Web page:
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Saturday, February 7, 2015

Should an Index options seller pay attention to fundamentals?

I received a couple of emails in the week asking what I thought about Greece and the new leadership, the debt talks, the European Union.....and whether I take that information into account in my trading. The answer to the first question is: My opinion, or anyone's opinion is irrelevant. The answer to the second question is: No I do not take, in general, any piece of news into account in my trading.

Playing the news game is very dangerous as you will start to be influenced by other people's biases and that will inevitably influence your trading, possibly leading you to violate your system rules. Trying to gauge the impact of fundamentals in the markets will rarely provide you with any edge at all. In this day and age information is disseminated instantly, you don't know better than the next person. Plus, sometimes the markets fall on good news and rally on apparently bad news.

Now, I don't 100% ignore what is going on in the world. I know the general subjects being dealt with, but rarely ever do they create a lasting meaningful impact in the markets. Things that can cause, short term violent moves are: wars, terrorist attacks, earthquakes and other sorts of natural disasters. These things will tend to move the markets but their effect is not as prolonged as crisis in the foundation of the capitalist system itself, like the 1929 depression, or the 2008 debacle. Moments where the existence of capitalism itself is put into question. And by the way, as an options seller, these are not the moments you should fear the most. Our worst enemy, by far, is the strong, sustained uptrend. I have talked about this a few times in the past.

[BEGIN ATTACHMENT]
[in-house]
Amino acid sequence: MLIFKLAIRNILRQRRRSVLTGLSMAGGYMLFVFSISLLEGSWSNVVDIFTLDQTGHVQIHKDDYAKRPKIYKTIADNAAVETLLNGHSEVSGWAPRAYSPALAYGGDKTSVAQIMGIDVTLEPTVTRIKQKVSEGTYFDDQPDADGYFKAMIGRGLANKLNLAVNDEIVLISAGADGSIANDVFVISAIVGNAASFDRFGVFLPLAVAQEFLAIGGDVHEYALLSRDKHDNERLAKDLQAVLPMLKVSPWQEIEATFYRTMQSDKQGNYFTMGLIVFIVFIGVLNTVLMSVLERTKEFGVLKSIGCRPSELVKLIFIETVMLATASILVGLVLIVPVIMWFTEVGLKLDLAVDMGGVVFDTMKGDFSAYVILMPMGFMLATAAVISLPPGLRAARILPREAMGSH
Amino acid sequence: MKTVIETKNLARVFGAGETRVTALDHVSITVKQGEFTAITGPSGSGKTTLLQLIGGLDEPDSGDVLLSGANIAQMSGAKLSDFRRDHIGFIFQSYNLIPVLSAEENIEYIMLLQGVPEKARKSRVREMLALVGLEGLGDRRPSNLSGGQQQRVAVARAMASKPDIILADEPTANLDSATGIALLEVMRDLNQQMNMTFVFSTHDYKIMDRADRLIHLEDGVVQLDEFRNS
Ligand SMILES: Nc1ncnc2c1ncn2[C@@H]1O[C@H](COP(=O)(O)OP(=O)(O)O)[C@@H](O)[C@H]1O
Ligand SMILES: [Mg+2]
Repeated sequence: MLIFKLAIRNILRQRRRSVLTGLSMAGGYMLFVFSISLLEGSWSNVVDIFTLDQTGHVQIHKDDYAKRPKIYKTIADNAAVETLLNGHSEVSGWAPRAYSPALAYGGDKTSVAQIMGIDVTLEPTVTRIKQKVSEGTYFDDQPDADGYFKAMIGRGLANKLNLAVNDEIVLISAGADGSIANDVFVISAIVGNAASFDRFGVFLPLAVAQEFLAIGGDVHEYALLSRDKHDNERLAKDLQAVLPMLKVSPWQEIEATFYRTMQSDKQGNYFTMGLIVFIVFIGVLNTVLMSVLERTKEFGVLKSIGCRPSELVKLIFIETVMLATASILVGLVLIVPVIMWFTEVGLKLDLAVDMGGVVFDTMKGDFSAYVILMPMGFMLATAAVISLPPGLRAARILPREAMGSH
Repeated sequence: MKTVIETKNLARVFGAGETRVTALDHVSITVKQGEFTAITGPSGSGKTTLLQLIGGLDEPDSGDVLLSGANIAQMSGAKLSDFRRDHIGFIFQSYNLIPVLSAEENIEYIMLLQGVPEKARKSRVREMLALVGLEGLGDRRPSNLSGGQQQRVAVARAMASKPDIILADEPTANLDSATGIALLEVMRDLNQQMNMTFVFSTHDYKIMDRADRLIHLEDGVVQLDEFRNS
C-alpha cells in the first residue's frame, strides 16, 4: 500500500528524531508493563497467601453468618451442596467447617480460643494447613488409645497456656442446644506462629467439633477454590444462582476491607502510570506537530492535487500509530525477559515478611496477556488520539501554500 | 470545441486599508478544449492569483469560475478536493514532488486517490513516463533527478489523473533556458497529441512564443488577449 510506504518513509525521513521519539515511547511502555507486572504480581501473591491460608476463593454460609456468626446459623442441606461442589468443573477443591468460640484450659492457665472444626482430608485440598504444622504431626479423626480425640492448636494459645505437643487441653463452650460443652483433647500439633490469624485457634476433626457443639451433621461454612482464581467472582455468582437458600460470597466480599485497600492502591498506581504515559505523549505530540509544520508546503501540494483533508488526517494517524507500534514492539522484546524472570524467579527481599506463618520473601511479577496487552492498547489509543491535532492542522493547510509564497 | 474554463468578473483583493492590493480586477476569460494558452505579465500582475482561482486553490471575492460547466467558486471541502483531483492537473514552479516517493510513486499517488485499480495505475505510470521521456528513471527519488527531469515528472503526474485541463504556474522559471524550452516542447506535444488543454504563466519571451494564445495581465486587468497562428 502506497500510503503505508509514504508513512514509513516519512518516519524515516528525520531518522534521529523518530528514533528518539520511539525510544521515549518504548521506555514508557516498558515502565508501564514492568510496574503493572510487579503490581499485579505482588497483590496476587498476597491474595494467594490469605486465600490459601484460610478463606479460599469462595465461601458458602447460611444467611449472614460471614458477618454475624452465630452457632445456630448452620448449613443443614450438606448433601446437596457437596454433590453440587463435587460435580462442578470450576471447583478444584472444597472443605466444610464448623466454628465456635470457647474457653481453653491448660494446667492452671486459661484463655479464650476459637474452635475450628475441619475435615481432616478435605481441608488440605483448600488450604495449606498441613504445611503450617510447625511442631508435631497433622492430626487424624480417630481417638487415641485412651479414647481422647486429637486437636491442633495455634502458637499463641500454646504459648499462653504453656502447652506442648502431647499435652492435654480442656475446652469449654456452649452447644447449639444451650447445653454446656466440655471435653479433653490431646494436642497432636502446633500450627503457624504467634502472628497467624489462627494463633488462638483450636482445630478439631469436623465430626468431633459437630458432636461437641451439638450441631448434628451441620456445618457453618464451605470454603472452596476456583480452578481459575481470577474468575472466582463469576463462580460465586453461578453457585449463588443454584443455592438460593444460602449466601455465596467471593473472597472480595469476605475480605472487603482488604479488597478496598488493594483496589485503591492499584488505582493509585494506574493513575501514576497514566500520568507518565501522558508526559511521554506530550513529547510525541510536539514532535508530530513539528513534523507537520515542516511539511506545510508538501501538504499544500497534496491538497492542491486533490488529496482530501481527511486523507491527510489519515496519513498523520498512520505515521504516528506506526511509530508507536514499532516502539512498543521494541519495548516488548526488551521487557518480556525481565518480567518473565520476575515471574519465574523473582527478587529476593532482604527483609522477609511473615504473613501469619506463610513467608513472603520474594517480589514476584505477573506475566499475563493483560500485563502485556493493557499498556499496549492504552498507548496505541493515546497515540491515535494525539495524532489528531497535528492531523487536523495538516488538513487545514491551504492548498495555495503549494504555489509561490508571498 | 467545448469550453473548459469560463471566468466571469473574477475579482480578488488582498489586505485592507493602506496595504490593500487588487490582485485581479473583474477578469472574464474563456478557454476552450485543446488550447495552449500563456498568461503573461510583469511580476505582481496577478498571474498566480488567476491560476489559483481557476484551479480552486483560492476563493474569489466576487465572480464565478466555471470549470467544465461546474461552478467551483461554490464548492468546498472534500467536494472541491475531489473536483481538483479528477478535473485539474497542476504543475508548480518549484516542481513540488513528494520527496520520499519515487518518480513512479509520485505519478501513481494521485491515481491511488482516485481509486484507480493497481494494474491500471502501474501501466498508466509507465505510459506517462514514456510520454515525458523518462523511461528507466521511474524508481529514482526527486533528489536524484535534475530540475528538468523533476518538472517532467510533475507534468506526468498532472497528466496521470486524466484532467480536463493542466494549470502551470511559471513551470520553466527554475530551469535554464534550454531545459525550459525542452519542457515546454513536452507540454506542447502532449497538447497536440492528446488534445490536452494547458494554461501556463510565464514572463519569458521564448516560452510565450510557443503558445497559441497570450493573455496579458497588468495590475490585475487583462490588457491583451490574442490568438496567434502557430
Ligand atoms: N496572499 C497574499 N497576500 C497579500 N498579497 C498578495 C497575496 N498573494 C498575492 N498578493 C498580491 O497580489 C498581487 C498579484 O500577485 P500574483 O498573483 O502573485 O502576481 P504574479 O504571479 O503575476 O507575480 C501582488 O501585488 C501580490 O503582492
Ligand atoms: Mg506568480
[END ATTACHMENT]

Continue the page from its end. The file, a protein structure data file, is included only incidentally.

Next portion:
Is the US GDP negative for the year? Have the employment numbers been bad, way below expectations for three months in a row? Those things are more important than whether Cyprus is entering a crisis or the president of Greece went to the bathroom. Even then, they won't affect my trading too much  because my trades last 4 to 8 weeks in general whereas true bear markets (not short term crashes) develop over months and years.

In my articles and analysis I never talk about events going on in the world, their impact in the markets or anything like that. In general, you can stay away from that useless overdose of information as an Indexes options seller. This brings me back to a piece I wrote back in 2011 which is the perfect complement to this discussion: The Media and Markets' noise

Learn to smell the noise by a mile!
Financial media and Market gurus suck!

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1 comment:

  1. If I look at your article as a normal visitor is looks good and have some reality but what to do if I am in the beginner stage of options trading! I desperately need options gurus’ help to increase my marketing knowledge and for this I am following the webinars, articles and forums of Market Taker Mentoring. Do you think this is a bad idea!